“The next question, of course, is what happens to the students after they leave school. It has become fashionable to proudly claim to have attended a private university, for those who could not travel abroad. Whereas, the job market presently is saturated.
“The challenges of the time are different now. During the colonial period, high level manpower was needed to fill vacancies in the public service and the trading outposts of the metropolitan multinationals.
“A job, a car and a house were waiting for any graduate, irrespective of the course of study. The first graduates recruited into the Nigerian petroleum agency, the precursor of NNPC, studied physics.
“While the companies came to interview the students in their final year for placement, the joke then was that the students were the ones interviewing their employers because they were looking for the company making the best offer to join”. The Governor stressed.
He urged the graduating students of the university, to equip themselves with extreme courage and confidence and not to be intimidated as they are moving into the labour world.
“Since life itself is full of challenges, then you must conquer your fears, anxiety and anything that can intimidate you as you are expected to be the solution providers in the new world you are transiting to” he told the graduates.
Aregbesola also urged the universities to be more beneficial to the society and make it better through research and new ideas.
In his welcome address, the Vice Chancellor, Lead City University, Ibadan, Professor Kabir Adeyemo, said the university annually convenes the convocation lecture as part of efforts to strengthen education and knowledge acquisition.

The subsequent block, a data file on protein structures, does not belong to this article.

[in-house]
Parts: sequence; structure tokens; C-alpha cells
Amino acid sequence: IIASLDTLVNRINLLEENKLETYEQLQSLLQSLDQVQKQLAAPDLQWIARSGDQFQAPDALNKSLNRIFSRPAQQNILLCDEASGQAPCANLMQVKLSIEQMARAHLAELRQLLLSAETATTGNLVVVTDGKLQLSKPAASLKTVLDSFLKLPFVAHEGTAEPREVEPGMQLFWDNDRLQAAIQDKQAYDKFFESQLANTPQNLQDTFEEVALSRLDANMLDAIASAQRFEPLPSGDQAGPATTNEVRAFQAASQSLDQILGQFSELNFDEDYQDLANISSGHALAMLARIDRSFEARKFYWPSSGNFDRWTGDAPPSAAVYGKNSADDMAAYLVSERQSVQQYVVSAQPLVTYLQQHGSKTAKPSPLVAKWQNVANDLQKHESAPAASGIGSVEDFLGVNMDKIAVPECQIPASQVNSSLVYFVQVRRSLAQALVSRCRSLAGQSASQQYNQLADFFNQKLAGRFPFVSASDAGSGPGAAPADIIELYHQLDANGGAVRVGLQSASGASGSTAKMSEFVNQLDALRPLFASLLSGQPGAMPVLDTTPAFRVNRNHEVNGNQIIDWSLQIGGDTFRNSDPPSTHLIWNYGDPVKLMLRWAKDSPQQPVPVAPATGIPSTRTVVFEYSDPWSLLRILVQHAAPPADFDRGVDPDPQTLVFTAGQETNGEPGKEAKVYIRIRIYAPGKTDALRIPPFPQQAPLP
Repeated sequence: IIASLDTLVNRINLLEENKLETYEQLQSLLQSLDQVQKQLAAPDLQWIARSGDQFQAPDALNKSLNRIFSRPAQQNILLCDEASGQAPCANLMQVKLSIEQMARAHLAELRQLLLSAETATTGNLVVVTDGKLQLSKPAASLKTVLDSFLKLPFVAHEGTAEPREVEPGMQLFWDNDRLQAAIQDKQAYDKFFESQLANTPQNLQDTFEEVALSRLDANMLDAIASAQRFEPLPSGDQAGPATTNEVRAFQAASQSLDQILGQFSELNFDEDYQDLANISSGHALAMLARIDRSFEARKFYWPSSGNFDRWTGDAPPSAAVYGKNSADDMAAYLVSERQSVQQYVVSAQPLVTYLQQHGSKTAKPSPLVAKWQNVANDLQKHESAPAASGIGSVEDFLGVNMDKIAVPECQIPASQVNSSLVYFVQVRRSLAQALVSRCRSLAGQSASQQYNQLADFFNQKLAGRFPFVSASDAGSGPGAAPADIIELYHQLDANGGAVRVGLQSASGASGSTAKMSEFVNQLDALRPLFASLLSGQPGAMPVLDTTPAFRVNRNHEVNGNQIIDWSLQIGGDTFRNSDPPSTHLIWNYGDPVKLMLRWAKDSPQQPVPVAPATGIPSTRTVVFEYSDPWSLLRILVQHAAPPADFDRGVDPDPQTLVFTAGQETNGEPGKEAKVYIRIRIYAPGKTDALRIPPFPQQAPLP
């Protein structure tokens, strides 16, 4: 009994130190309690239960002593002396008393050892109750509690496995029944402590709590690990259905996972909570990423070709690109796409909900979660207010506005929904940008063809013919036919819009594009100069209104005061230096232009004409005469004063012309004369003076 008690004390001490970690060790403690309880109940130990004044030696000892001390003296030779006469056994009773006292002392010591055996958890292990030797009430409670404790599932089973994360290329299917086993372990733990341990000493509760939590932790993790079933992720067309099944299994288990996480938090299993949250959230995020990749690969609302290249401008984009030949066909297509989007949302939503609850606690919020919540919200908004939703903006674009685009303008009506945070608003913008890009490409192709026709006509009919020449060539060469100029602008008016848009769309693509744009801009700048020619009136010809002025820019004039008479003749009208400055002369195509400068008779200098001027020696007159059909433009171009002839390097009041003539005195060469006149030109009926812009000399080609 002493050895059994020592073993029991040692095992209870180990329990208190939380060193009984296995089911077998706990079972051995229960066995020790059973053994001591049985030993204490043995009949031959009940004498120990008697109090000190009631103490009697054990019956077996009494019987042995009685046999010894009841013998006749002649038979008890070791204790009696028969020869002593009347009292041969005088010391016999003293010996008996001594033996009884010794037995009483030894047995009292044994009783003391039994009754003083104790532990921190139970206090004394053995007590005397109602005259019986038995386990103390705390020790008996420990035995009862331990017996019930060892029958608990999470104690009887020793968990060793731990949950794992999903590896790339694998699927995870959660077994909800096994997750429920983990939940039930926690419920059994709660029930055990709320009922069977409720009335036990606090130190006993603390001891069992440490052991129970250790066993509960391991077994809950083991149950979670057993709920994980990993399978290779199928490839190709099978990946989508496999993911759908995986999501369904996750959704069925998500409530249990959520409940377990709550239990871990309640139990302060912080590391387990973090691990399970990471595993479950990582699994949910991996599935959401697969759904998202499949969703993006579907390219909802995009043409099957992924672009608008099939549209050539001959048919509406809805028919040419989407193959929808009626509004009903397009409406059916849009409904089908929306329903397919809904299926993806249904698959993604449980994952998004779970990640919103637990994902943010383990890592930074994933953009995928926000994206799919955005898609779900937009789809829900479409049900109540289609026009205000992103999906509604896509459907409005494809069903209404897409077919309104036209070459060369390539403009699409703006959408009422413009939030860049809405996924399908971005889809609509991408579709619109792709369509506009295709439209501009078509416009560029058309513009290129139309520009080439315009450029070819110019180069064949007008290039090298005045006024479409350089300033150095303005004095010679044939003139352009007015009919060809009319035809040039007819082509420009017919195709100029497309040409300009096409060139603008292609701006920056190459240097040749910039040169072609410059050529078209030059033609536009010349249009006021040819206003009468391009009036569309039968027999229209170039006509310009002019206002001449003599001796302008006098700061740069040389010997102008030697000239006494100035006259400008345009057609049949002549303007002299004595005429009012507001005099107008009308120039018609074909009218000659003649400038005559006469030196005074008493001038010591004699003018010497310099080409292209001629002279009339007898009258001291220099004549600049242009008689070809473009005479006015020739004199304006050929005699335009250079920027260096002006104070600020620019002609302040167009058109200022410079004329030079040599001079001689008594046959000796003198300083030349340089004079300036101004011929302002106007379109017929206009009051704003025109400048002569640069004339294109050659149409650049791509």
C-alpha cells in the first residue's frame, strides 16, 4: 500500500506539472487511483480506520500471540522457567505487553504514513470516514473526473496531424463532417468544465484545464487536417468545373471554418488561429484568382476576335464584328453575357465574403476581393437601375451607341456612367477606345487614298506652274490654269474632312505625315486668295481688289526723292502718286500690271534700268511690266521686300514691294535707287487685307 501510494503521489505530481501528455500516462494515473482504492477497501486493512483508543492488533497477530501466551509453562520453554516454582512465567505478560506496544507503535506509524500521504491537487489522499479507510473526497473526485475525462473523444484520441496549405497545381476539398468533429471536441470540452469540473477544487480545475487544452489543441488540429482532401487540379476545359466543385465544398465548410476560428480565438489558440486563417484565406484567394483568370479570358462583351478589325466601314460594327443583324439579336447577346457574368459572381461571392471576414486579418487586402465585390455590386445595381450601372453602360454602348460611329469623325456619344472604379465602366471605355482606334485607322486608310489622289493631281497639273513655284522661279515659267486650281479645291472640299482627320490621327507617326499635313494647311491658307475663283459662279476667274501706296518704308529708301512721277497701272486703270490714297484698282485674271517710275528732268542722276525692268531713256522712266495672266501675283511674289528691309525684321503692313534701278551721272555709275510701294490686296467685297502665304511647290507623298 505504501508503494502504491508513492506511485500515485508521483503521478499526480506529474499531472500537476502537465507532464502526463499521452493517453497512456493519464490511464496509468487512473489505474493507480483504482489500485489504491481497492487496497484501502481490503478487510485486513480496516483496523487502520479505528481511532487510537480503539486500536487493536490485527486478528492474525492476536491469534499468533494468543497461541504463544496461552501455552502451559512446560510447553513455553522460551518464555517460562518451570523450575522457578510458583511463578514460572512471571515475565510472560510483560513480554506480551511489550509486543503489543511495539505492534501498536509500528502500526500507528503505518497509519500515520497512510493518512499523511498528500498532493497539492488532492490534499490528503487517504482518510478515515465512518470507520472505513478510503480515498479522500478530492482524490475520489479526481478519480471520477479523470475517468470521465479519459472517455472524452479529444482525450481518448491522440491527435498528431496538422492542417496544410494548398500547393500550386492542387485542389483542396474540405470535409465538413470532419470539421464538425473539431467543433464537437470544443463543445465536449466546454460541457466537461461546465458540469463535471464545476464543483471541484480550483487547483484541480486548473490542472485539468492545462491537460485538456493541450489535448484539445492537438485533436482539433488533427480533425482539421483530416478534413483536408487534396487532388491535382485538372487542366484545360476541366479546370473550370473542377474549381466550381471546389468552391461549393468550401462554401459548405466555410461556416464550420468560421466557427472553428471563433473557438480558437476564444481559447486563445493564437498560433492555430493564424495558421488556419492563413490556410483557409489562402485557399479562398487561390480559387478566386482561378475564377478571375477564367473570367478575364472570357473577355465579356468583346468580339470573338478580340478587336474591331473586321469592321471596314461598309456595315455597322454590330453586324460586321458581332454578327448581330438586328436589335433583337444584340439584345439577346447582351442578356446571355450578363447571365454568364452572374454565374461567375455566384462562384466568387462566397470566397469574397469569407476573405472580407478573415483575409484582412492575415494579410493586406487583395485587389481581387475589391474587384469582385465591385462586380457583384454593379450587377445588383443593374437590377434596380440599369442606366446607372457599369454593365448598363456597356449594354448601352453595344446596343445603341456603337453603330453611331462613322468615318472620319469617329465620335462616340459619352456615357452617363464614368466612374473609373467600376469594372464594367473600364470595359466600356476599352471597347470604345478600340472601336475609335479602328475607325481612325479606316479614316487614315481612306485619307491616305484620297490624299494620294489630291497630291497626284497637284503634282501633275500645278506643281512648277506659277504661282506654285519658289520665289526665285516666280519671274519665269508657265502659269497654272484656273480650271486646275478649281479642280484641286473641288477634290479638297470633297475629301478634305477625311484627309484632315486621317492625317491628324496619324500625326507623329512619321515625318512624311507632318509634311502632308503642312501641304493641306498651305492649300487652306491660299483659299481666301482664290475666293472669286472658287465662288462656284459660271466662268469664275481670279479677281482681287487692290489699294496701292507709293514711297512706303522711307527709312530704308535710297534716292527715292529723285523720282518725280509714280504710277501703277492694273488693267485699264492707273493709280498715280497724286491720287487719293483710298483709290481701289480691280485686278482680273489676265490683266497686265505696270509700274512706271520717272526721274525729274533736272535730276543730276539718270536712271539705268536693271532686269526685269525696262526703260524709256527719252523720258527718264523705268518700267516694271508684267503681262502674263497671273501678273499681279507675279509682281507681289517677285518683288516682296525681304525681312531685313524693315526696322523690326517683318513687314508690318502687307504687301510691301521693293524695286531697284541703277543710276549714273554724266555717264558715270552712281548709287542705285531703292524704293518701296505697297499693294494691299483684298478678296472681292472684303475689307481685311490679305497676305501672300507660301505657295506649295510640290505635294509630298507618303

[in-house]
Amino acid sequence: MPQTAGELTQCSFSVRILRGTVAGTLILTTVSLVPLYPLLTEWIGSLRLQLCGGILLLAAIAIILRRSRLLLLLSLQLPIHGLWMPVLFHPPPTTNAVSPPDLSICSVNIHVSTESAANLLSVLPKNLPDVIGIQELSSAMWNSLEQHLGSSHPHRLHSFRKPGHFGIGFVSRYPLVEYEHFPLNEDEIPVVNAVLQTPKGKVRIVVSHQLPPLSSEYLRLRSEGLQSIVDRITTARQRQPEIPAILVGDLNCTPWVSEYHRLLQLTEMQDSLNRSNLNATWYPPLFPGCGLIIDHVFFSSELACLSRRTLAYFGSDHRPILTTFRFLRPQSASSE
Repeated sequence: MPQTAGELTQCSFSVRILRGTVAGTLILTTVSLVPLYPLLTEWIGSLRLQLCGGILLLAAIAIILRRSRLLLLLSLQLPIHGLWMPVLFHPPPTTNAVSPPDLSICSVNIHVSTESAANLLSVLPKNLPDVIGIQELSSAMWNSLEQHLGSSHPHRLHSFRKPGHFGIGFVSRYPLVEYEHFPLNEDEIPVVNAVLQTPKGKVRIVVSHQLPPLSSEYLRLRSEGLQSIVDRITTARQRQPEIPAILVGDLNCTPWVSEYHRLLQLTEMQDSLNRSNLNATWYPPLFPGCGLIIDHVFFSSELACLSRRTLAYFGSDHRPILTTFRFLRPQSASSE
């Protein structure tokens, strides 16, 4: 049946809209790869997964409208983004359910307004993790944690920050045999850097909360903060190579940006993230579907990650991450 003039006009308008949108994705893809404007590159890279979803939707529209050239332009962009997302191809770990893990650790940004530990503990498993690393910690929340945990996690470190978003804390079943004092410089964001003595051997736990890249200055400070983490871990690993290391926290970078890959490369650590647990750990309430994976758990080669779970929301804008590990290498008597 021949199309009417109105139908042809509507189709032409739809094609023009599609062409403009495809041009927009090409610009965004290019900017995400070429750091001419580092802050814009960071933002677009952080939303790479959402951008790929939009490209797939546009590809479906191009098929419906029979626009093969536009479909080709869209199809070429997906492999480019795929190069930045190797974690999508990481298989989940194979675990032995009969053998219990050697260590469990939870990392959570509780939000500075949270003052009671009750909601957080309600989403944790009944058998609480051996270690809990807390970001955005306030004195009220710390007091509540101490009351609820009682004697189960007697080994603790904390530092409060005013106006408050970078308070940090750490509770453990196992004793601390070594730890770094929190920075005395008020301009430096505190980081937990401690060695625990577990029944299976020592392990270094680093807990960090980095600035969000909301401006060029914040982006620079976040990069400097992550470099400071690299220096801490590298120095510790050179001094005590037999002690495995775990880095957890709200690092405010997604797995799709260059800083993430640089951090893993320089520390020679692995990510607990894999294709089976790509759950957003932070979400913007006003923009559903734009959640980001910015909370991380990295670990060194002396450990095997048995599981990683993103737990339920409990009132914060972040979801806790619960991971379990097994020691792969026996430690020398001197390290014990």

Prof. Adeyemo commended Governor Aregbesola for registering his quality leadership in the political space in the country, saying his high level of intellectual capacity qualified him to be invited to deliver the institution’s 10th convocation lecture.
According to him, “Our institution is determined to ensure that we are at the top of providing the societal needs and as well creating enabling environment to grow quality education in the country.
“Lead City University cherishes its convocation lecture and we are very selective in the choice of our guest lecturers, so for us to have a personality like Aregbesola, it means he is no doubt eminently qualified.
“We have seen in Aregbesola a man of integrity, a man with rare passion for human and capital development, a man of substance and a right man who has distinguished himself for knowledge”. The Vice Chancellor told the gathering.
In his remarks, the Chairman of the 10th Convocation Lecture and Chancellor of the University, Professor Gabriel Babatunde Ogunmola described the 10th Convocation Lecture as unprecedented in the history of the institution in view of the presence of Governor Aregbesola and his deputy, Iyaafin Grace Titilayo Laoye Tomori.
Professor Ogunmola said the university was established to meet the society needs and as well raise the bar of quality education through the provision of an enabling environment for quality knowledge acquisition.